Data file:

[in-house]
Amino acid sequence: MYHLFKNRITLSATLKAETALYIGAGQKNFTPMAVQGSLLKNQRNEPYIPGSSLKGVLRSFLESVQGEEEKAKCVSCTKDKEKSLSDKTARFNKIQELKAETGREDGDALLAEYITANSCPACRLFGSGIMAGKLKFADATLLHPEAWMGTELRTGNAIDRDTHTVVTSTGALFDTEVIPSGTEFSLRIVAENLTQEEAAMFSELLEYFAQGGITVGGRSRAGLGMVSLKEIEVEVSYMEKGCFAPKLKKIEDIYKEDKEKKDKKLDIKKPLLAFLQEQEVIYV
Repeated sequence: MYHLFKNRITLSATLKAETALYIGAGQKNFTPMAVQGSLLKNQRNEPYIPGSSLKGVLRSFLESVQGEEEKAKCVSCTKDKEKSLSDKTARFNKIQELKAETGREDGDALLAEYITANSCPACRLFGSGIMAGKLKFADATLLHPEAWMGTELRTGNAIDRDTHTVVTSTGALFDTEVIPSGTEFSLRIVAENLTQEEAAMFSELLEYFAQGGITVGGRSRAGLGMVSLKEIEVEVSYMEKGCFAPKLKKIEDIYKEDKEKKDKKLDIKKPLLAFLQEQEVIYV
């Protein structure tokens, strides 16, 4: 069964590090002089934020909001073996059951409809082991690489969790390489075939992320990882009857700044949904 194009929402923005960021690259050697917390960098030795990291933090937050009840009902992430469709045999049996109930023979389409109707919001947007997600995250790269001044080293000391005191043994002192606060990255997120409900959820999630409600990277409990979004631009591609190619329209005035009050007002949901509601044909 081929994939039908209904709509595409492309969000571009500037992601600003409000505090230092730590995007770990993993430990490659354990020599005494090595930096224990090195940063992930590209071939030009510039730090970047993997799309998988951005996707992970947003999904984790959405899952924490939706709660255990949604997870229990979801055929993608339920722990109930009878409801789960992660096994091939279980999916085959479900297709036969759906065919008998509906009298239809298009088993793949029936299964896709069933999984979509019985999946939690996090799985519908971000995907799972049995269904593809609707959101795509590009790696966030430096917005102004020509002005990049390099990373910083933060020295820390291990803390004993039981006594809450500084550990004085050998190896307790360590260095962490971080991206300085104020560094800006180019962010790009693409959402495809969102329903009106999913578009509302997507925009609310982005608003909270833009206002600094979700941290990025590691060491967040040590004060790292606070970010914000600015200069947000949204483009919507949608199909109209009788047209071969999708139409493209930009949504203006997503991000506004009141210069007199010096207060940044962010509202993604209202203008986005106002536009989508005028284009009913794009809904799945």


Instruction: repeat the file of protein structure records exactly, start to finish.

[in-house]
Amino acid sequence: MYHLFKNRITLSATLKAETALYIGAGQKNFTPMAVQGSLLKNQRNEPYIPGSSLKGVLRSFLESVQGEEEKAKCVSCTKDKEKSLSDKTARFNKIQELKAETGREDGDALLAEYITANSCPACRLFGSGIMAGKLKFADATLLHPEAWMGTELRTGNAIDRDTHTVVTSTGALFDTEVIPSGTEFSLRIVAENLTQEEAAMFSELLEYFAQGGITVGGRSRAGLGMVSLKEIEVEVSYMEKGCFAPKLKKIEDIYKEDKEKKDKKLDIKKPLLAFLQEQEVIYV
Repeated sequence: MYHLFKNRITLSATLKAETALYIGAGQKNFTPMAVQGSLLKNQRNEPYIPGSSLKGVLRSFLESVQGEEEKAKCVSCTKDKEKSLSDKTARFNKIQELKAETGREDGDALLAEYITANSCPACRLFGSGIMAGKLKFADATLLHPEAWMGTELRTGNAIDRDTHTVVTSTGALFDTEVIPSGTEFSLRIVAENLTQEEAAMFSELLEYFAQGGITVGGRSRAGLGMVSLKEIEVEVSYMEKGCFAPKLKKIEDIYKEDKEKKDKKLDIKKPLLAFLQEQEVIYV
């Protein structure tokens, strides 16, 4: 069964590090002089934020909001073996059951409809082991690489969790390489075939992320990882009857700044949904 194009929402923005960021690259050697917390960098030795990291933090937050009840009902992430469709045999049996109930023979389409109707919001947007997600995250790269001044080293000391005191043994002192606060990255997120409900959820999630409600990277409990979004631009591609190619329209005035009050007002949901509601044909 081929994939039908209904709509595409492309969000571009500037992601600003409000505090230092730590995007770990993993430990490659354990020599005494090595930096224990090195940063992930590209071939030009510039730090970047993997799309998988951005996707992970947003999904984790959405899952924490939706709660255990949604997870229990979801055929993608339920722990109930009878409801789960992660096994091939279980999916085959479900297709036969759906065919008998509906009298239809298009088993793949029936299964896709069933999984979509019985999946939690996090799985519908971000995907799972049995269904593809609707959101795509590009790696966030430096917005102004020509002005990049390099990373910083933060020295820390291990803390004993039981006594809450500084550990004085050998190896307790360590260095962490971080991206300085104020560094800006180019962010790009693409959402495809969102329903009106999913578009509302997507925009609310982005608003909270833009206002600094979700941290990025590691060491967040040590004060790292606070970010914000600015200069947000949204483009919507949608199909109209009788047209071969999708139409493209930009949504203006997503991000506004009141210069007199010096207060940044962010509202993604209202203008986005106002536009989508005028284009009913794009809904799945």